Terror doesn’t always look like planes flying into buildings with massive casualties. And it doesn’t have to look like a hotel, strewn with Passover guests about to have their Seder.
We read in the paper about an incident, far away, and we give a collective sigh that it wasn’t close to home, that no one we know was hurt. And then we move on.
But when it is close to home, and when the person murdered is entangled in almost no degrees of separation, there is no collective sigh.
There is just terror.
Terror is a typical Monday afternoon at the grocery store. It’s grown women, nervous about going to the neighborhood grocery store because it’s a location where both Jews and Arabs shop. A location that’s supposed to be an emblem of peace, of progress. Terror is looking over your shoulder in the vegetable aisle and steering the cart through the parking lot with extreme caution, looking for oncoming cars that might be trying to run you over.
Terror is sitting at the dinner table, showing the kids a cute picture, when a headline flies across the screen, “Woman critically hurt in Alon Shvut. Stabbing.”
And running to the phone to call everyone you know in Alon Shvut. And everyone who is at basketball practice there. And in class right by there at their high school.
Terror is waiting for the name to be released, to see whose pain will be the greatest tonight.
And then seeing on Facebook that your neighbor’s daughter knew the girl and her family, and the name is revealed. And then her beautiful picture appears.
Terror is telling your children that they are safe, no really, they are safe, when the bus stop outside of one of their schools has been hit by a knife wielding psychopath bent on killing an occupational therapist whose life was filled with good deeds and love.
Terror is asking your 7th grade son if he knows Haggai Lemkus, the 8th grader in his school whose sister was murdered yesterday.
Terror is reading over and over again last night from your neighbors about their first-hand accounts of what happened down the street. About the heroes who stopped their cars to fight with the terrorist.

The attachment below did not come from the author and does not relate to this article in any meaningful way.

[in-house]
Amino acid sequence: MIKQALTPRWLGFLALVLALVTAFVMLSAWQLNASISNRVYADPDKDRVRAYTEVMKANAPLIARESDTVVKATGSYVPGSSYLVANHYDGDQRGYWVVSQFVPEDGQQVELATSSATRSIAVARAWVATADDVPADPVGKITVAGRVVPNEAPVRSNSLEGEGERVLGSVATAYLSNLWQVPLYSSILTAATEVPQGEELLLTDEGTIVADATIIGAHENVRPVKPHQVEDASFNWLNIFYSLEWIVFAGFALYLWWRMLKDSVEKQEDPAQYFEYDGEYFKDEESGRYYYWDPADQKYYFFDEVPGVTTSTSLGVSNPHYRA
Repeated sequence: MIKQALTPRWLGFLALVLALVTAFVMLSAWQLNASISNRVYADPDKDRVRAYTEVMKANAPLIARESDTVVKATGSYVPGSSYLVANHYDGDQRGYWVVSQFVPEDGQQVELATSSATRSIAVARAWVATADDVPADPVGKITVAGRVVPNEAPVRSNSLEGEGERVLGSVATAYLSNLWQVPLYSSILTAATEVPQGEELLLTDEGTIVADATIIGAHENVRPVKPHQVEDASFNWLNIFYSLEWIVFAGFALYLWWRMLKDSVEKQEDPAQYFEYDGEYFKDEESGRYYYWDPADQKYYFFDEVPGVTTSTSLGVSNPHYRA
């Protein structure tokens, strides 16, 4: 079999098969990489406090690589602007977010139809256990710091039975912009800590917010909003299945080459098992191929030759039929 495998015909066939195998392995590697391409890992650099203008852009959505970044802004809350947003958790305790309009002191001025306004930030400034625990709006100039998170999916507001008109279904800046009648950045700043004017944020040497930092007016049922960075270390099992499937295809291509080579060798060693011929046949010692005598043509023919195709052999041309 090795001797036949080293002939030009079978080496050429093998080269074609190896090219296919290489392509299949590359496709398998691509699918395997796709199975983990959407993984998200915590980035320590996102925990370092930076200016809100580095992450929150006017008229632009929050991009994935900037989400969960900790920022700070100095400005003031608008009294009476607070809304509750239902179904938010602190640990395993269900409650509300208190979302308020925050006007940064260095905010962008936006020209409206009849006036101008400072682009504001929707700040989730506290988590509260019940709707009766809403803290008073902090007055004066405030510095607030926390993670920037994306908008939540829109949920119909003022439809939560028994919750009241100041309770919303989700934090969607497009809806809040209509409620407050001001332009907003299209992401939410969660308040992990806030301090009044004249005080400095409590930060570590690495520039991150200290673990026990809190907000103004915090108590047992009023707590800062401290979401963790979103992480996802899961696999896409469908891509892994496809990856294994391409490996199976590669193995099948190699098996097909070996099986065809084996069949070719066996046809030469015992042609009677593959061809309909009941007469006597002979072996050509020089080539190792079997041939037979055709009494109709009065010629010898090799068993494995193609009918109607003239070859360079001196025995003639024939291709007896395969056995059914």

Terror is reading that Dahlia was stabbed once before, within a few blocks of this attack, and that she survived that attack only to face this one.
Terror is seeing on Facebook the beautiful, delicate, hopeful paintings that Dahlia made during her life time, posted by her first cousin who lives nearby.
|Dahlia's paintings, posted by her cousin.|
And it’s the pictures from the funeral, where a devastated, devoted and beautiful family wonders how they will continue.
|Picture by Marci Wiesel at Dahlia's funeral.|
And it's reading from a fellow woman from Tekoa, one who has known her own share of suffering, about Dahlia. The real Dahlia.
Terror is another sleepless night, wondering how you’re going to keep your kids safe. At all times, and in all locations.
And seeing that the neighborhood kids have put up a huge banner at the bus stop that says, "Do not fear them for Hashem your God is with you." Because that's what our kids do.
|Picture by Jeremy Gimpel.|
Terror is knowing that you’re supposed to keep that poker face. Am Yisrael Chai and we live here and we’re not moving. While all the while holding back tears at every moment and wondering what in Gd’s name is ever going to stop this situation? And wondering just how much a people can be asked to endure. But in the end knowing that we, the people of Israel, have always endured and always will.
This is terror.
This is our lives.